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For social justice

Published : Oct 21, 2011 00:00 IST


AFTER 11 FIVE-YEAR Plans and about three and a half decades of the Special Component Plan, most of the S.C.s continue to be agricultural labourers and have limited access to education, and are subjected to rampant "untouchability", atrocities and bonded labour. Here, a file picture of the demolished portion of the wall at Uthapuram village near Madurai, Tamil Nadu, which separated the Dalit colony and the caste-Hindu locality.-S. JAMES

AFTER 11 FIVE-YEAR Plans and about three and a half decades of the Special Component Plan, most of the S.C.s continue to be agricultural labourers and have limited access to education, and are subjected to rampant "untouchability", atrocities and bonded labour. Here, a file picture of the demolished portion of the wall at Uthapuram village near Madurai, Tamil Nadu, which separated the Dalit colony and the caste-Hindu locality.-S. JAMES

Any new system for the socio-economic progress of Dalits and other vulnerable sections must not lose sight of Special Component Plan goals.

THE Planning Commission's Approach to the 12th Five Year Plan deals with the Scheduled Castes (S.C.s) briefly in a portion of Chapter 11 titled Social and Regional Equity. It, however, significantly mentions the need to devise a new system that can overcome the difficulties experienced with regard to the implementation of the Special Component Plan for Scheduled Castes (SCP) and the Tribal Sub-Plan (TSP). But it does not specify the proposed new system.

An effective and purposeful new system can be devised only by understanding clearly the objective of the SCP and the TSP and why it has not been achieved substantively until now.

The SCP and the TSP have a constitutional mandate that commands the state to create a regime of equality, including social equality, through comprehensive measures of social justice. Social equality means ensuring equality between the S.C.s and the Scheduled Tribes (S.T.s) and also the Socially and Educationally Backward Classes (SEBCs), Other Backward Classes (OBCs) and Backward Classes (B.C.s), which include the bulk of the religious minorities who are in fact converts from untouchable and other low castes on the one hand and the Socially Advanced Castes (SACs, that is, non-S.C., non-S.T., non-B.C.) on the other, in all parameters of life economy, occupation, education (at all levels), housing, health and nutrition, and so on.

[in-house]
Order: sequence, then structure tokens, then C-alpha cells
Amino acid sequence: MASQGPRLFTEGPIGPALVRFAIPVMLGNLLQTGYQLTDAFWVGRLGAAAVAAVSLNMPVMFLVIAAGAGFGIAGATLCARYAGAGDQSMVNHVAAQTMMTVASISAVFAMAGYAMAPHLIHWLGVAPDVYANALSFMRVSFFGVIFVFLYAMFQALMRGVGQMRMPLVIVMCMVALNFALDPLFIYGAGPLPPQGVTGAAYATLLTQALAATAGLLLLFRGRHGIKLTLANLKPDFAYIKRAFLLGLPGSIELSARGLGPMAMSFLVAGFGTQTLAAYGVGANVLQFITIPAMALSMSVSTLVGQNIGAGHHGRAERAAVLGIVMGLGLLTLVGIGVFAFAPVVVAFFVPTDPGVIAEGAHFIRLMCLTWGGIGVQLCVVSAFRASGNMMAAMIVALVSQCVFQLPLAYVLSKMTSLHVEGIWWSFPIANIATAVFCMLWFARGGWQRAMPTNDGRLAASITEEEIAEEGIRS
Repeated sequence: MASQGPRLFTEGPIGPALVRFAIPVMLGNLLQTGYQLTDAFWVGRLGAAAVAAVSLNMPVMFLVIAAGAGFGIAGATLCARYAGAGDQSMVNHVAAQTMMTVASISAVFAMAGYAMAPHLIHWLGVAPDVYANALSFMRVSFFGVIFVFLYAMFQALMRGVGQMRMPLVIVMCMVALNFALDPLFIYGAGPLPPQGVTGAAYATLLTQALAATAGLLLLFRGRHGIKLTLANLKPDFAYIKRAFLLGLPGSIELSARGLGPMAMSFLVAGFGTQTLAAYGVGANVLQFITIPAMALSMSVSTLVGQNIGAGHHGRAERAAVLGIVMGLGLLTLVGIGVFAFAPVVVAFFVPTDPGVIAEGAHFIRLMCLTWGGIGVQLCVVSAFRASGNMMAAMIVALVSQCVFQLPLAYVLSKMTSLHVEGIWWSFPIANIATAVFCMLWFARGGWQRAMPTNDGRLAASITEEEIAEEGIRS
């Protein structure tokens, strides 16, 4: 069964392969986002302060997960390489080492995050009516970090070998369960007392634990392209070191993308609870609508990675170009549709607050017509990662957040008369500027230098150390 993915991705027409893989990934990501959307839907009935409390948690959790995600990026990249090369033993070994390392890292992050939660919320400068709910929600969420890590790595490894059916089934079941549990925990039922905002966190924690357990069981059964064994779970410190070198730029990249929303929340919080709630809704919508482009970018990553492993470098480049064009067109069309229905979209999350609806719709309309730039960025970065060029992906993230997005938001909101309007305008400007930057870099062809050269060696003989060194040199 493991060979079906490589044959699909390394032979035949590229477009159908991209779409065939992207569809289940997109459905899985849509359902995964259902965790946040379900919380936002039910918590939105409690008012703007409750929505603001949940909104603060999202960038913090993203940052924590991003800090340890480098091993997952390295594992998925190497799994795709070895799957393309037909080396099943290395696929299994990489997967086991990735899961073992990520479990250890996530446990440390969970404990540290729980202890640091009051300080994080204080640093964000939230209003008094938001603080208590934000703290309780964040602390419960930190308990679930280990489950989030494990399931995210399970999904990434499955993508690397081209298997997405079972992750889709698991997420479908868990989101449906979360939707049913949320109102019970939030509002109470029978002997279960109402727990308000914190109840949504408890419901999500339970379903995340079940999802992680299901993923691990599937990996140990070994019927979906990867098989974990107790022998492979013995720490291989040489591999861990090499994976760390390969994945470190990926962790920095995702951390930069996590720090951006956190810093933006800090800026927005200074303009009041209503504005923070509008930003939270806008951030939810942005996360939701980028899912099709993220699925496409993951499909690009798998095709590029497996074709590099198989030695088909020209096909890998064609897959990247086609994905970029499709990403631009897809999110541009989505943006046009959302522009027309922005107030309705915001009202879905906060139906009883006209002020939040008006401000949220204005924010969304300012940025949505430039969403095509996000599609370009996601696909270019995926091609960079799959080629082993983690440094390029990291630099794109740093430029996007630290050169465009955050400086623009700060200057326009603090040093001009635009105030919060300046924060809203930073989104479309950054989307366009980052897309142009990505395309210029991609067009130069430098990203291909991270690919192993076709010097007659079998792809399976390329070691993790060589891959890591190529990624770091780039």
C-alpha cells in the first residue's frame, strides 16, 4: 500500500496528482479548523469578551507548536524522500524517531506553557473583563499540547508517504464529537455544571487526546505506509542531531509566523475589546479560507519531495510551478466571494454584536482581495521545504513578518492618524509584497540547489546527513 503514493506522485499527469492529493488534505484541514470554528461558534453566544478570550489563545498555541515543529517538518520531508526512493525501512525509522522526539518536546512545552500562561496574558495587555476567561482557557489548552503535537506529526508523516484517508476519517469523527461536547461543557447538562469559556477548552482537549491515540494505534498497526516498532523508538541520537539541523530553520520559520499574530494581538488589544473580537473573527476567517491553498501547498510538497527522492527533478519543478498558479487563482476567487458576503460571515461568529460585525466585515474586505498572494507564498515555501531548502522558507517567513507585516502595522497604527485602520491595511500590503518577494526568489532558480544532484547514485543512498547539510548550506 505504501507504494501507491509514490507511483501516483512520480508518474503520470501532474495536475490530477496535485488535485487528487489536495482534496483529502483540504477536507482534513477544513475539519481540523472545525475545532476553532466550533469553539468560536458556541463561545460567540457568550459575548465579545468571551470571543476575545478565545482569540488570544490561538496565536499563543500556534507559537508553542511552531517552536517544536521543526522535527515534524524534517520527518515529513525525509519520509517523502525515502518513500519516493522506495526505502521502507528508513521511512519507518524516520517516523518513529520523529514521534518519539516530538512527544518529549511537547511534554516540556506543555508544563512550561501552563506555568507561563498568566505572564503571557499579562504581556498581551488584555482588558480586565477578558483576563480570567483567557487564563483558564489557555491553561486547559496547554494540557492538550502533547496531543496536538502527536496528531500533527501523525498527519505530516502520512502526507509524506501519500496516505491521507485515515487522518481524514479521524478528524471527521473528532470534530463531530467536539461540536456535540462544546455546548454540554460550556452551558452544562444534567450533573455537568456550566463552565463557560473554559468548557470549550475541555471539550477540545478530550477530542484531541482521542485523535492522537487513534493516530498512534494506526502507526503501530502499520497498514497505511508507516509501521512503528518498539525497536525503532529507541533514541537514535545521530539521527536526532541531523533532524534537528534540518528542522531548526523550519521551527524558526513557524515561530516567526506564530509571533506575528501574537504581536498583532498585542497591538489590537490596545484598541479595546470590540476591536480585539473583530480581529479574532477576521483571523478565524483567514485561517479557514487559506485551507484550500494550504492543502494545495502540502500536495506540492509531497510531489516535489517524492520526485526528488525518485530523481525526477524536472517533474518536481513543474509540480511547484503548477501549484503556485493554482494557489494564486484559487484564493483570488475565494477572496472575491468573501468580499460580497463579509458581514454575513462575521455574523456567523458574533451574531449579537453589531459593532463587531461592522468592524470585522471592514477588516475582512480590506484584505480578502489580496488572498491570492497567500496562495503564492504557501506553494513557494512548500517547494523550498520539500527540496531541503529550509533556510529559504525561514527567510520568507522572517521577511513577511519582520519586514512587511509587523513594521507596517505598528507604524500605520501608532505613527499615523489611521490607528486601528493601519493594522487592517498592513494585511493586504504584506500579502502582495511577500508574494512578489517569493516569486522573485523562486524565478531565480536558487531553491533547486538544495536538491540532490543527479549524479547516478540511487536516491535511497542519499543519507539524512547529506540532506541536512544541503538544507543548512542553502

In line with this constitutional mandate, Prime Minister Manmohan Singh, who is also the Chairman of the Planning Commission, in his address on June 27, 2005, to the 51st meeting of the National Development Council, which approves Plans and Approaches to Plans, directed that the gap in the socio-economic development of the S.C.s and the S.T.s should be bridged within 10 years. What this means is that the S.C.s and the S.T.s should reach the levels of the SACs in each and every parameter. For this, the SCP ought to be formulated and implemented by the Centre and the States in such a manner that the socio-economic gaps between the S.C.s and the SACs are eliminated in every parameter by comprehensive, integrated, objective-oriented radical planning on the basis of the needs and rights of the S.C.s and keeping in view the overarching goals of their economic liberation from agricultural and other servitude, educational parity at all levels, equality with the SACs in every parameter and the protection of their social dignity and security. Similarly in respect of the S.T.s, mutatis mutandis.

In the existing procedure, Central and State Plan outlays are first allocated among different sectors and Ministries/departments. Their programmes and schemes do not take into account the priorities and needs of the S.C.s and the S.T.s. Thereafter, the Ministries in charge of the S.C.s and the S.T.s, along with the Planning Commission and their State counterparts, seek from each Ministry/department its contribution to the SCP and the TSP. The contributions consist of notional amounts or amounts that are of no or marginal relevance to the S.C.s and the S.T.s. No wonder that after 11 Plans and about three and a half decades of the SCP most of the S.C.s continue to be rural-resident agricultural labourers; have limited access to education, especially higher and professional education; and continue to be subjected to rampant untouchability, atrocities and bonded labour. In urban areas, they are mostly engaged in precarious unorganised casual labour and sections of them are still subjected to scavenging and other safai labour. Their habitations continue to be most uninhabitable.

I had the privilege of conceptualising and initiating the SCP in 1978 and pursuing it until 1982 in the Sixth Plan as Joint Secretary in the Home Ministry in charge of the S.C.s. Since 1983-84, when preparations for the Seventh Plan began, and thereafter at every stage and before the formulation of every Plan, in my various capacities, including as Secretary, Ministry of Welfare, in 1990 and as Chairman or member of successive Planning Commission working groups and steering committees, I have pressed that the starting point of the SCP should be to set apart for the S.C.s the population-equivalent share of the total Five-Year and Annual Plan outlay of the Centre and each State before the Plan outlay is distributed among sectors/Ministries/departments. Within this SCP corpus, plans should be formulated for the S.C.s in order to achieve the aforementioned goals. National and State-level expert bodies duly constituted should, on the basis of these plans, sanction projects in different sectors/Ministries/Departments, which will be accountable to these bodies; monitor implementation and secure fulfilment of the project objectives and overarching goals. I also put this in the public domain since 1996.

The Plans for the S.C.s thus prepared and approved should provide, inter alia, for the following programmes and schemes:

1. Endowing every rural S.C. family with a viable extent of land for transforming them from a class of agricultural labourers to a class of independent peasants, fulfilling the pre-Independence slogan of Land to the Tiller and commitments in the United Progressive Alliance's (UPA) common minimum programme (CMP) of 2004 and in the President's address to Parliament in 2004.